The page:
Lead Republican Mac Thornberry: “If anything, this resolution will make our military more cautious when targeting ISIS and al-Qaeda. Now, there’s a section in here that says, well, it doesn’t really apply when you’re going against terrorists, but Yemen is a messy place. You have individuals co-mingled in the same location, sometimes the same individual can have multiple loyalties. Our military will be overly cautious in interpreting this resolution. They will be less likely to target ISIS and al-Qaeda. and, Mr. Chairman, don’t forget, it wasn’t very long ago, the most serious threats coming to our homeland, to Americans emanated from Yemen. This adds danger to the world …

“If this passes [and signed] into law, it will not help the people of Yemen one iota. There’s lots of things we just heard from the author of the resolution why he does not approve of some of the actions going on with Saudi Arabia. This does not help any of that. It is an attempt to make us feel better, that we’ve at least done something, and yet the result is we reduce our influence in the Middle East, we encourage and enhance the position of Iran and we lead to a more dangerous world for us.”

Ranking Member on the Middle East, North Africa, and International Terrorism Subcommittee Joe Wilson (R-SC) speaks on how the underlying resolution endangers intelligence sharing with our security partners:

For full remarks as delivered, click on the photo above or here

Subcommittee Ranking Member Wilson: “This is not my independent assessment but the determination of the Department of Defense. The U.S. is currently supporting the Saudi-led coalition in Yemen by providing targeting assistance, intelligence sharing, and joint planning to defeat the Houthi rebels who are armed by Iran with missiles that they have directed at civilian airports in Saudi Arabia. There is no doubt that the Saudi-led coalition in Yemen has made terrible targeting mistakes, but what would happen if the U.S. were to pull the plug on our intelligence sharing and targeting cooperation? Would this improve the coalition’s targeting or possibly make it worse, increasing the chances for collateral challenge and civilian casualties? I am concerned if we walk away now, these terrible tragedies will simply multiply.”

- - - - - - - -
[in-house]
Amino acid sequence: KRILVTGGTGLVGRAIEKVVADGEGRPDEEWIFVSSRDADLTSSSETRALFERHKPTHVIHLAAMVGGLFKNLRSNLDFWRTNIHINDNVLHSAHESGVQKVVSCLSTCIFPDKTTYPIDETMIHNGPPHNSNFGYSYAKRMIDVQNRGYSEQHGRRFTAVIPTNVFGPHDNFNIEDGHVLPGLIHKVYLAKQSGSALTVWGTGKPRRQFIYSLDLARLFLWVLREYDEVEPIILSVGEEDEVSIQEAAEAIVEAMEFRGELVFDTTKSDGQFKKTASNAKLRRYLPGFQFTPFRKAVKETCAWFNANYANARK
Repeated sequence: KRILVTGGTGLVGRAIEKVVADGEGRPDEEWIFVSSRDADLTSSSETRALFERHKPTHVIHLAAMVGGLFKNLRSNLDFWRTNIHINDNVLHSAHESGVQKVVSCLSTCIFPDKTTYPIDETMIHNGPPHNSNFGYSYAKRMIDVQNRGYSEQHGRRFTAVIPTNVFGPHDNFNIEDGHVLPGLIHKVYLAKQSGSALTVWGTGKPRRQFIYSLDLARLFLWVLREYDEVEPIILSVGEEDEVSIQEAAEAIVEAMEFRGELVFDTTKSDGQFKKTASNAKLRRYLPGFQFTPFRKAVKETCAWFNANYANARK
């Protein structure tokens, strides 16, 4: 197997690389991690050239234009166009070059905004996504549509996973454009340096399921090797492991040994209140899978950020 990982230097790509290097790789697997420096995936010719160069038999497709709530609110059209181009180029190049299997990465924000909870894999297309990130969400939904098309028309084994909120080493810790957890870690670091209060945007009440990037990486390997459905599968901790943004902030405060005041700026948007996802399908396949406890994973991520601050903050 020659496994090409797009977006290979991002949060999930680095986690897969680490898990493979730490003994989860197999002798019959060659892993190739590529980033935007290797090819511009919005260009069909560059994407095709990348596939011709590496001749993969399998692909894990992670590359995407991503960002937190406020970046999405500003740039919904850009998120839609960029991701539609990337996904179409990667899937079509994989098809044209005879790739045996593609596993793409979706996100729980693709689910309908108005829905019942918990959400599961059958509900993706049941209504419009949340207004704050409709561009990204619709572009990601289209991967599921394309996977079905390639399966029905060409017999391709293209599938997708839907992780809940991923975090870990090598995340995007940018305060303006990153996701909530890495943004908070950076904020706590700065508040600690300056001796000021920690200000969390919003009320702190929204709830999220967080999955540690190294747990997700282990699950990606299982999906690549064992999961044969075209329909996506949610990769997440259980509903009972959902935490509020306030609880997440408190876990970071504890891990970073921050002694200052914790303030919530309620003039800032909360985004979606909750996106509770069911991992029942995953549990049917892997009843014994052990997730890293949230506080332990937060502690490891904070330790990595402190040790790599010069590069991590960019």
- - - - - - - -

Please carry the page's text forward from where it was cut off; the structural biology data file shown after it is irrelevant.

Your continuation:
*Note: This issue was addressed by the Republican-led Buck amendment.

Ranking Member on the Oversight and Investigations Subcommittee Lee Zeldin (R-NY) discusses the dangerous precedent set by the War Powers Resolution despite the existence of other Congressional oversight mechanisms:

For full remarks as delivered, click on the photo above or here

Subcommittee Ranking Member Zeldin: “I rise today in opposition to H.J. Res 37, directing the removal of U.S. Armed Forces from unauthorized hostilities in Yemen. One of the reasons why is because we aren’t even engaged in hostilities in Yemen. The United States is not involved in any direct live fire exchanges. Last November the U.S. stopped aerial refueling of Saudi jets… If anyone wants to propose a bill and pass one cutting off or conditioning specified assistance to Saudi Arabia they have the ability to do so. That is not this bill. What’s also important is there are a lot of freshman members here in this chamber, and the fact we are rushing this to the floor so quickly without having a classified briefing for all of those members is also deeply unfortunate. That should take place before passing this resolution. Congress has many other ways to engage in oversight efforts for the U.S. security assistance with Saudi Arabia, including approving arms sales and through appropriations.”